Unions and labor groups joined in with spirited delegations. United Electrical Workers (UE) Local 150, Food and Commercial Workers, Teamsters, and Farm Labor Organizing Committee had the most notable groups.
Labor delegations from out of state included 1199 (health care workers) from New York City, the Carolina Alliance for Fair Employment from South Carolina, and individuals from New Jersey, Ohio, Georgia, Indiana, and other states.
A large teachers delegation from the North Carolina Association of Educators wore red as part of their campaign calling on teachers not to sign individual employment contracts that would require them to give up tenure in exchange for five yearly bonuses.
Fast food workers formed another of the more exciting delegations, wearing red knit caps with the slogan “Raise Up.” Dozens came from North and South Carolina and Georgia. They conducted strikes in August and December last year, and have had a constant presence in the Moral Monday movement.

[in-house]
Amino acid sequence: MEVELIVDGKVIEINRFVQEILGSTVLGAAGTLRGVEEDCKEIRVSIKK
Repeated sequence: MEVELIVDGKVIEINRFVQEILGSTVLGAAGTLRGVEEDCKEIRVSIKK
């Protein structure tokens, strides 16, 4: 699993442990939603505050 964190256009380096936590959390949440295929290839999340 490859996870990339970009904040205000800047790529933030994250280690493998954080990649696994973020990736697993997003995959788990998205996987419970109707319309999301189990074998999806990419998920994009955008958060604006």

“I felt awesome about the march and being a part of a movement for justice, fighting the man, and it was like we were back in the 1960s,” said Morgan Greene, a Taco Bell worker from Charlotte. “It was amazing to see so many causes out there—like women’s rights, civil rights, equality, and more… We gotta keep on pushing. We’re having an impact: Obama raising the minimum wage to $10.10 [for federal contract workers] shows we’re being heard and gotta keep pushing forward for $15.”
North Carolina AFL-CIO Secretary-Treasurer MaryBe McMillan opted for a poem rather than a traditional speech. The last three stanzas reflect the emphasis the national federation promises to put on Southern organizing:
The bosses want their workers cheap,
Meek and docile like sheep.
They move their companies South,
Hoping we won’t give them any mouth.
Well, imagine their surprise